It’s probably also worth noting that it’s an open question in org studies whether managers and strategies matter, or if only industry level effects matter. Probably the prevailing opinion, if we include economists, is that managers don’t matter.

Annoying Old Guy Saturday, 14 March 2009 at 17:19

Mr. Eagar;

I think “avoided interference earlier” would be my pick. This would have had several salutary effects ameloriating the problem

  1. Without the FM / CRA bubble forming in real estate the overhang for AIG would have been far less.
  2. As previous, but resulting in an overhang for the entire banking sector that would have been much less, so that an AIG failure would have been more localized and survivable.
  3. Regulators could have focused on actual regulation, rather than actively encouraging banks to hand out ever riskier mortgages to avoid lawsuits and regulatory punishment.

One of the problems on my side of the fence is that these problems aren’t prevented by one, brilliant policy recommendation, but a number of very mundane, unexciting policies, and the actual enforcement thereof rather than chasing after the next exciting set of regulations. This latter is one of the key failures of the modern regulatory state, which is that regulations which fail are not removed or eliminated, but left in place while other regulations are accreted on top of them. I think it would be interesting approach to state that the regulators get X pages of regulations. Once they hit that, they can only impose new regulations by removing old ones.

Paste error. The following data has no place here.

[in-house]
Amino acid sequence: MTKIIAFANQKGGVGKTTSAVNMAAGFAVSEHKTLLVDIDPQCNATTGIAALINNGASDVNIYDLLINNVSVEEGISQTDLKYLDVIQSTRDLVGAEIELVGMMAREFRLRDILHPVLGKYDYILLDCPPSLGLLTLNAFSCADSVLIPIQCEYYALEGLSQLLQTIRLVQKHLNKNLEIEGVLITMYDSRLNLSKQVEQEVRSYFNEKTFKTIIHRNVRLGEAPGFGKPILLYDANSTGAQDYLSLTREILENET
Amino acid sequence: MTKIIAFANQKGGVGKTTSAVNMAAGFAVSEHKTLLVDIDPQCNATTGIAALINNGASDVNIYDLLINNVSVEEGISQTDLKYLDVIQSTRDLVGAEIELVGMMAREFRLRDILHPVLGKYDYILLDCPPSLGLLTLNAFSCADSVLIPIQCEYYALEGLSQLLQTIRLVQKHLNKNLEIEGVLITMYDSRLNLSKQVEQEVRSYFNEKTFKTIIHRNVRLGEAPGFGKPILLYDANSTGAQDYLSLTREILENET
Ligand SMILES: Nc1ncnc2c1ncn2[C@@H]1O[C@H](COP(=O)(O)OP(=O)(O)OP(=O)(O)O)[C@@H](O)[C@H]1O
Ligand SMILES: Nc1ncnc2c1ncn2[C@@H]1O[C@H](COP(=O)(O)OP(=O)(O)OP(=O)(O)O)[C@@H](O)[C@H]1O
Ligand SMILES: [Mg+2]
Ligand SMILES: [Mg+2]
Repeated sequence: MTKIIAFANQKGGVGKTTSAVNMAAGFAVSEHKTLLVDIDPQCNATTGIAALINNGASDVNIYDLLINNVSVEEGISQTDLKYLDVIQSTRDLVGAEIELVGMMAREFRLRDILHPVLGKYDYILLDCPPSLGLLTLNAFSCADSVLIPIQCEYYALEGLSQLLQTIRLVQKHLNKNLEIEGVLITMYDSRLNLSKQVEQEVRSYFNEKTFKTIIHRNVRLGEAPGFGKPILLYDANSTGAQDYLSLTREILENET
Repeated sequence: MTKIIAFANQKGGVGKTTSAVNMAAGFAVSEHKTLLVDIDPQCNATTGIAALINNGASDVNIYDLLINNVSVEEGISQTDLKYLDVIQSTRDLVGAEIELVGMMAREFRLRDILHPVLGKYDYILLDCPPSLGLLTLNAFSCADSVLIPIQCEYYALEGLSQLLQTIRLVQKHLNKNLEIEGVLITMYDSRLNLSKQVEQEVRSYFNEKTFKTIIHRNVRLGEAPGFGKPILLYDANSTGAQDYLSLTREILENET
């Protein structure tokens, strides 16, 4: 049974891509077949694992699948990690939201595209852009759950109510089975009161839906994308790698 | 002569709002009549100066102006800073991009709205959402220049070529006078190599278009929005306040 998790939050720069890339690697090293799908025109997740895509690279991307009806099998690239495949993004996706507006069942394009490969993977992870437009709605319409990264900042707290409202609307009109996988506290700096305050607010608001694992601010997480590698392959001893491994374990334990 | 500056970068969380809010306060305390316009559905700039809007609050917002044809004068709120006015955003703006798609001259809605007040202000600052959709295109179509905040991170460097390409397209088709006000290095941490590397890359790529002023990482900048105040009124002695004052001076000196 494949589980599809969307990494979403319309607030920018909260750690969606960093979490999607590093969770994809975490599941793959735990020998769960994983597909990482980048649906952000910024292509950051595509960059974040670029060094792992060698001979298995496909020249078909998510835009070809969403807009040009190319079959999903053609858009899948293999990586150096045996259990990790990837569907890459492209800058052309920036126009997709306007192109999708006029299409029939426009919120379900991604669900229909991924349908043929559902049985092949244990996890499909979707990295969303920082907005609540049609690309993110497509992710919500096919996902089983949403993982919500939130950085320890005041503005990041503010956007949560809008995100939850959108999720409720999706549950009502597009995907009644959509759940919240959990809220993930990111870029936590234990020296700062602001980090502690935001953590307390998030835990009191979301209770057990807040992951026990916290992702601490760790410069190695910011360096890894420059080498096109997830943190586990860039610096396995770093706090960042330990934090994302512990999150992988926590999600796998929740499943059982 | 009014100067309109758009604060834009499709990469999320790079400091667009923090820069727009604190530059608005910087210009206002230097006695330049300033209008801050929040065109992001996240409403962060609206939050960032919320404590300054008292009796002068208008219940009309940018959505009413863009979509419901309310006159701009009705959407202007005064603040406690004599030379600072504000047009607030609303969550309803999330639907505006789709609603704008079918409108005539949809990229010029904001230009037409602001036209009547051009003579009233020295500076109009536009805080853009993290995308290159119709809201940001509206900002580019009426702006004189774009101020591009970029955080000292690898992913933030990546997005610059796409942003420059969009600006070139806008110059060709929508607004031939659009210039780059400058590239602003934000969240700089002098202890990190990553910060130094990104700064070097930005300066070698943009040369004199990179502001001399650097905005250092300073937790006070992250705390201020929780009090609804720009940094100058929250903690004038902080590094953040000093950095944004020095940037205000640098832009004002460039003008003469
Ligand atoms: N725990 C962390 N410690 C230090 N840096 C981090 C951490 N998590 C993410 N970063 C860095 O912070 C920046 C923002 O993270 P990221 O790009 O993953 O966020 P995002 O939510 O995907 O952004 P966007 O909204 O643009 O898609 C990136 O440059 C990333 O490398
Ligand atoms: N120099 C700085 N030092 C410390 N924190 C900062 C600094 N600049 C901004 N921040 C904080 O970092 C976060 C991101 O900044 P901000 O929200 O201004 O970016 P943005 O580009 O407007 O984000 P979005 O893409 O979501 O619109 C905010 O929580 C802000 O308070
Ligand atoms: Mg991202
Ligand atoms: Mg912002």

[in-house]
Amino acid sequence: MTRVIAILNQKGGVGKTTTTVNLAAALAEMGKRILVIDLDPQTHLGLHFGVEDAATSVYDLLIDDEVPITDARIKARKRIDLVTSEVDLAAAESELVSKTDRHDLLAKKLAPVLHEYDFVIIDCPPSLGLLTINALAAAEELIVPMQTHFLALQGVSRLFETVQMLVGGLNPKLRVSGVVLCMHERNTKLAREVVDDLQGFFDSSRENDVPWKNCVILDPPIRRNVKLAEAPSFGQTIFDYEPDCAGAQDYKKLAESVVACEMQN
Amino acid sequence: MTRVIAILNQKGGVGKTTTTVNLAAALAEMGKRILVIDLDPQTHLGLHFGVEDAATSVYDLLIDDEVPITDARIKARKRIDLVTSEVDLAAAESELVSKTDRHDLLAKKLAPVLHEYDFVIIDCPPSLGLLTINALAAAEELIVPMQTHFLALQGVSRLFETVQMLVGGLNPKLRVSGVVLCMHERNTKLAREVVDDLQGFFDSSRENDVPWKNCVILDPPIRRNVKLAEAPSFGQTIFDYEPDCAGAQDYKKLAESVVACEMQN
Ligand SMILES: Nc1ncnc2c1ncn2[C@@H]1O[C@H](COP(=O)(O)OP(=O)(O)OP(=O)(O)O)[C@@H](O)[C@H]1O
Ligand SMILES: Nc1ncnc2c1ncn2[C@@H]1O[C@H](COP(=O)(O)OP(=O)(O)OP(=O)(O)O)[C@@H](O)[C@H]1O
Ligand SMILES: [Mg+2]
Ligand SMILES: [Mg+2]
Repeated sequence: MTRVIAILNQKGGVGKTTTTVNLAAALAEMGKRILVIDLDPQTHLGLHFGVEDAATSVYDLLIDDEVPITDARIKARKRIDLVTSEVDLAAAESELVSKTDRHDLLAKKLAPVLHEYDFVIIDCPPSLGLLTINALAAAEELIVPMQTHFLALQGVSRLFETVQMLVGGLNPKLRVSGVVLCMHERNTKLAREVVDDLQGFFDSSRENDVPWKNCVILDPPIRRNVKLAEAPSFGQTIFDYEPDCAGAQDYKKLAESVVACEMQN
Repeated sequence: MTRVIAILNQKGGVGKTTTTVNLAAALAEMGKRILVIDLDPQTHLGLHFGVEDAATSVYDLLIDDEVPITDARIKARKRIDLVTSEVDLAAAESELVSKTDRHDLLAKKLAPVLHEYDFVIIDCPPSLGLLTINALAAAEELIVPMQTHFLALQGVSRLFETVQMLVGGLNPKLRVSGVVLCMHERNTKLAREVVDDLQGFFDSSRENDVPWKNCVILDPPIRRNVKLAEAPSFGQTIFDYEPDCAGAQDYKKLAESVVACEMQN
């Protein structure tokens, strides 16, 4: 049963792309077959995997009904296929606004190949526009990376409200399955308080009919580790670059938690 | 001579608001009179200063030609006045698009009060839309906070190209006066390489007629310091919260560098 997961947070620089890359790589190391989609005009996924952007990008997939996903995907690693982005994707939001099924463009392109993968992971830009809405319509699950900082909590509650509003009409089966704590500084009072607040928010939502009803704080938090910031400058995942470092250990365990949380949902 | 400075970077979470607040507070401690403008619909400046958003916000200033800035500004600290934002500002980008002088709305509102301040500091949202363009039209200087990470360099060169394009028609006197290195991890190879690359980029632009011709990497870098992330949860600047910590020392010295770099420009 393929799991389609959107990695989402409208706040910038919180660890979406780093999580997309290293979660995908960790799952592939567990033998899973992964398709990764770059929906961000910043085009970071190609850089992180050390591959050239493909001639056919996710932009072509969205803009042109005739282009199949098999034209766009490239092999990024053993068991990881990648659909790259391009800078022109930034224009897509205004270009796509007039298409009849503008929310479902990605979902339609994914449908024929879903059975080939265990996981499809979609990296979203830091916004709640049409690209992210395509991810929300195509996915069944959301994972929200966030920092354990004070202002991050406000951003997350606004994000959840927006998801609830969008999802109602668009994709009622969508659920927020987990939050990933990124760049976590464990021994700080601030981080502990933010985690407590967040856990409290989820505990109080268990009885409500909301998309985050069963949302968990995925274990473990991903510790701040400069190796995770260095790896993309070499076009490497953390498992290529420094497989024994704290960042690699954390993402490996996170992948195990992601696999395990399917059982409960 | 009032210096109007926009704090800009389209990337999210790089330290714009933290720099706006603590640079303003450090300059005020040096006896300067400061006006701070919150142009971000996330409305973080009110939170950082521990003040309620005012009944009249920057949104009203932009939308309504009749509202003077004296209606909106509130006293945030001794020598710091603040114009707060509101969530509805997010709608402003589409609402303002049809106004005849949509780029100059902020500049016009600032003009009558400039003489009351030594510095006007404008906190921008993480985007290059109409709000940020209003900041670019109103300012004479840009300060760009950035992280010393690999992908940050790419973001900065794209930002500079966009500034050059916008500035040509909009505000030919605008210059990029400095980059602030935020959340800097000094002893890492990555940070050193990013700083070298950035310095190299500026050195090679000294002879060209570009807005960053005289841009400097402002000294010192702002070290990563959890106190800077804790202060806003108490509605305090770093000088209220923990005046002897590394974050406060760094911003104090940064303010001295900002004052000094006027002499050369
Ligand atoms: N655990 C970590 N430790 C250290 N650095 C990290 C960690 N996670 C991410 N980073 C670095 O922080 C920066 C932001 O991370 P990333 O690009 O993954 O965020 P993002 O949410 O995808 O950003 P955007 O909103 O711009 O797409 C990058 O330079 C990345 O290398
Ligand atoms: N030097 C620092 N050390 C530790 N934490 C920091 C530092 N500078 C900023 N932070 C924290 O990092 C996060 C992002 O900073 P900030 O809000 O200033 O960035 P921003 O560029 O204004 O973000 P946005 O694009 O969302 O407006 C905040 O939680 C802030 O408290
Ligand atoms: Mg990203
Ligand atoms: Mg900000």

Here is a good essay along with links that lays much of this out better than I can.

P.S. I can’t find the link now, but it pointed out how telling it is that this derivative crisis affected only home loans, not commercial loans. Not unreasonable to think that the difference in de facto government backing was the match that set one on fire and not the other.

Harry Eagar Saturday, 14 March 2009 at 23:14

Guy, you understand that AIG’s problems have nothing to do with mortgages? It was credit default swaps, which are unregulated.

I can think of one regulation that was removed: Glass-Steagall. In fact, many have been removed.

I’m having trouble fitting your economic recovery plan into your earlier views about the competence of American business managers, which you were defending.

Annoying Old Guy Sunday, 15 March 2009 at 08:26